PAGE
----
February 06, 2015

should you fire your representative?

I like the bigger picture—the 30,000 foot view—I like being an observer—I  like knowing how to discern when something is worth my attention and when something just isn't—when something is worth defending and heading into a fight for, and when something is not —knowing when I can lend a voice to the voiceless and when I would just be adding unharmonious racket to a lost cause that may have never been a worthy cause in the first place. I appreciate knowing how to pick my battles—the ones worth fighting—but also, how to avoid unnecessary ones that will just drain my life force, my prana.  

My tipping point—the one that governs the conclusive decisions I come to, is now based on my priorities, goals, intentions and the way I wish to represent myself in the world.

Ergo, I have a bunch of journaling questions that I often answer when I’m feeling pulled into uncertainty:

1. Is this in alignment with my priorities?

No? Not worth my attention.

2. Will this support my goals, or harm them?

Harm? Hell fucking No, not worth a second glance!

3. Will this behavior or these choices support the message about who I really am as a person?


Listen, some of the world's greatest thought leaders reiterate over and over again that a reputation takes a lifetime to build and a second to lose—and in spite of what half the world claims, to some degree we all care what people think of us—at least...we tend to care about what those in the community that we have built for ourselves, think of us. We all wish to feel accepted somewhere.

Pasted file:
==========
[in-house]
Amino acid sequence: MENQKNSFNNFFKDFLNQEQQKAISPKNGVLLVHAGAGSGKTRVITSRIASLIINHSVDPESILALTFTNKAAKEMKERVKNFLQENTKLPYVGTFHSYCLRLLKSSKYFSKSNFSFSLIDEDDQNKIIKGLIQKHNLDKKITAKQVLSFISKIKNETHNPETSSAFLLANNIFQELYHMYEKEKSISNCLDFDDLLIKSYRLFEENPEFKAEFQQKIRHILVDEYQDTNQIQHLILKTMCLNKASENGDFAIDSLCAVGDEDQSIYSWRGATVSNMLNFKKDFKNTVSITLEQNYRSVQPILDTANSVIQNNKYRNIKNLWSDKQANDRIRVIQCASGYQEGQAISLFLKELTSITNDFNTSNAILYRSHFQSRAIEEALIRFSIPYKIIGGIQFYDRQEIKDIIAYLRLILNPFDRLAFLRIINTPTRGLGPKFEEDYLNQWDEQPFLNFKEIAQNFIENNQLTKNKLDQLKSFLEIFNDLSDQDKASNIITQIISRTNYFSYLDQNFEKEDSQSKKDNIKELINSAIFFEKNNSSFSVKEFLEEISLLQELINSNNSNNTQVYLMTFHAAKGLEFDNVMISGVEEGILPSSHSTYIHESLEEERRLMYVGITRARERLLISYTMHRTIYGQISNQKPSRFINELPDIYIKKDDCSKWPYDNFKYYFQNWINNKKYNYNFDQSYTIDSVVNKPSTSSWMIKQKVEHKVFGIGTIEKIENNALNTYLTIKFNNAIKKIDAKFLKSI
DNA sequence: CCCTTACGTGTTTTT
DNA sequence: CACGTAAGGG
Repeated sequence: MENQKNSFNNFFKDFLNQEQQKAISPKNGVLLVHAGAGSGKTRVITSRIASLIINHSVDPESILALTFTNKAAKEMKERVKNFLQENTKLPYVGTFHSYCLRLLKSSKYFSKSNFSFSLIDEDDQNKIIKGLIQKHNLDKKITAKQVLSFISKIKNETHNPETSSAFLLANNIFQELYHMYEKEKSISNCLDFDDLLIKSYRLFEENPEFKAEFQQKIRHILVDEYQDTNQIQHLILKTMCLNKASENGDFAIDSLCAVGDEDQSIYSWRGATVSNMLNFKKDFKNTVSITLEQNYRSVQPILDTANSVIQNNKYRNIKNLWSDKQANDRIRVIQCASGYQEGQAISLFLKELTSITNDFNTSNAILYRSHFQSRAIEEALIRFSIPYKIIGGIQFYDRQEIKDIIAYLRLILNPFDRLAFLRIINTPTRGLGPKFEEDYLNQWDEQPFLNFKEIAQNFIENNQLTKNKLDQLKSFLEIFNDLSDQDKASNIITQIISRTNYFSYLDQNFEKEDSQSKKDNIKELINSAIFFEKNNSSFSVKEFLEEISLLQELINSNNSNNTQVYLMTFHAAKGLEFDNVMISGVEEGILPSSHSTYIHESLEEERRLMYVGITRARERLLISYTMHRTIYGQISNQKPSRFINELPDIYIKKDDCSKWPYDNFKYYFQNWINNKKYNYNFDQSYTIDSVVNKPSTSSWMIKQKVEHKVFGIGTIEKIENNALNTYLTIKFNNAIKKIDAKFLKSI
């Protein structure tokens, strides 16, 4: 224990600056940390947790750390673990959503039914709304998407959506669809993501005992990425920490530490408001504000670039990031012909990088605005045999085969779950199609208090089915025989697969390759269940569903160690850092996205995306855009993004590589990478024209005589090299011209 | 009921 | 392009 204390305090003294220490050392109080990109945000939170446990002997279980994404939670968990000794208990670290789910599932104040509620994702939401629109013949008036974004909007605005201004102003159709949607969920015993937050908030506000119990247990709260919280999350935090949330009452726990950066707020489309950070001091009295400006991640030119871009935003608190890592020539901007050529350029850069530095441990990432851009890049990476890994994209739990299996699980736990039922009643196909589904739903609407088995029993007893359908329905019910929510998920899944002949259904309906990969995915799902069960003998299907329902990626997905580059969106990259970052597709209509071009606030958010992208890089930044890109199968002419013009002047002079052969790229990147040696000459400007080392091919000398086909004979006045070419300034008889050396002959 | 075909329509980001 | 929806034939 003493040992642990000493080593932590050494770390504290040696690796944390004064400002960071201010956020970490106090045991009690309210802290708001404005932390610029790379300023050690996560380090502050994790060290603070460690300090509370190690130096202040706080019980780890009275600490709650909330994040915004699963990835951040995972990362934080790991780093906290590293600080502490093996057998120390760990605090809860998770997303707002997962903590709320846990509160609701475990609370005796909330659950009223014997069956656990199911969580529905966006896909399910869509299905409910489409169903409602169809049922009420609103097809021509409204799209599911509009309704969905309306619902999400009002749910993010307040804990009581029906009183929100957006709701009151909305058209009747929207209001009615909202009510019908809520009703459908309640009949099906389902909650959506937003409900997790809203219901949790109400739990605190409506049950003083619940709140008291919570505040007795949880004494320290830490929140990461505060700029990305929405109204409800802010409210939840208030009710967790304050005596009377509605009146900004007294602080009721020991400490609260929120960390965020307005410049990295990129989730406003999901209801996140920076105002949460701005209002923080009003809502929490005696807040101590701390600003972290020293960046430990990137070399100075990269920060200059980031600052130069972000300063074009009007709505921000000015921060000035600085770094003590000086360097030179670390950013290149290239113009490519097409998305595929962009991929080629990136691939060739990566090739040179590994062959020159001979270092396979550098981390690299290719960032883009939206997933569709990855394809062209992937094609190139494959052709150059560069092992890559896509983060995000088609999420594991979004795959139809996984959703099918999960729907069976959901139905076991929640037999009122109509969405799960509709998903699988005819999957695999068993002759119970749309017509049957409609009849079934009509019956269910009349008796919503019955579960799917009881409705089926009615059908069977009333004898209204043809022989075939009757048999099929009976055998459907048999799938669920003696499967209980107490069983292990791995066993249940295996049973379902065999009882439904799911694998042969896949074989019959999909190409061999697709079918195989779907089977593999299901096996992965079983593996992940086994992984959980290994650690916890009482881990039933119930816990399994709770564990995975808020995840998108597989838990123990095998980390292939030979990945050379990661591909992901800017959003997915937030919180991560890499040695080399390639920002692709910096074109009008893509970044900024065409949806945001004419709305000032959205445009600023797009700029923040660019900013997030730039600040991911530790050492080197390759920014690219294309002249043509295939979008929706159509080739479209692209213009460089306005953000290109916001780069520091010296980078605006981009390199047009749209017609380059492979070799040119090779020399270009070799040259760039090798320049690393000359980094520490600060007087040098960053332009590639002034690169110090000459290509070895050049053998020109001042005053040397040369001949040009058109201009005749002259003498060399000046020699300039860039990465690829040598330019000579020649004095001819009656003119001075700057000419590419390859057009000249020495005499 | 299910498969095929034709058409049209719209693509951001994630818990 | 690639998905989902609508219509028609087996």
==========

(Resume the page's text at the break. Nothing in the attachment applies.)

4. Will this ___________ [choice, behavior, message, comment, statement] accurately showcase and represent  the woman that I am, or would this change the tone of the message I want people to receive about me? 

See the truth is, I know who I am, I know who I wish to remain, I know who I am working on growing into and I know that the world deserves to have that woman. I understand that at the core I already am that woman; the greatest version of myself, just as we all are—but like everyone, I have old hurts, stagnant emotional baggage that I'm still unpacking; limited beliefs that still warp my reasoning and judgment and old outdated legacies that have been passed down to me—and all of these make up the wall that stops me from fully and successfully embodying the person I am meant to live as. Slowly and surly, brick by brick, I am taking it down but....

It’s all a process that requires awareness, self-compassion, a hell of a lot of patience and a big fucking healthy beautiful set of boundaries.

I understand that even the greatest version of myself won't be for everyone—I’m not, nor will I ever be everyone's type—I finally understand that it’s not my job to control how every single person perceives me through their own lenses.

Anais Nin once said that We don’t see things as they are, we see them as we are

I think the same goes for how we perceive other people. It’s not my job to concern myself with how my message is received, and I'm okay with that—but it is my job to represent myself accurately and concisely.

If I ensure that I am an honest representative, I can know with utmost certainty in my heart of hearts that when I am accepted, I’m accepted for who I really am—and when I am not accepted, it's who I really am that is not being accepted…and not some misrepresentation... and that’s okay. It’s never easy to realize that someone can’t accept you. It’s not fun. But it's easier to accept that someone rejects you, when you know that they aren't sorely mislead about who you are. People are welcome to not feel a connection with me—however—people are not allowed to cross my boundaries. Sometimes my choices resemble passiveness when I bypass or disengage from an invitation to partake in unnecessary theatrics—but  rest assured, push comes to shove, there is nothing passive about me. I will reinforce boundaries by responding (not reacting) with self-control, a general respect and a strong representation. I don’t have to take anyone out at the knees.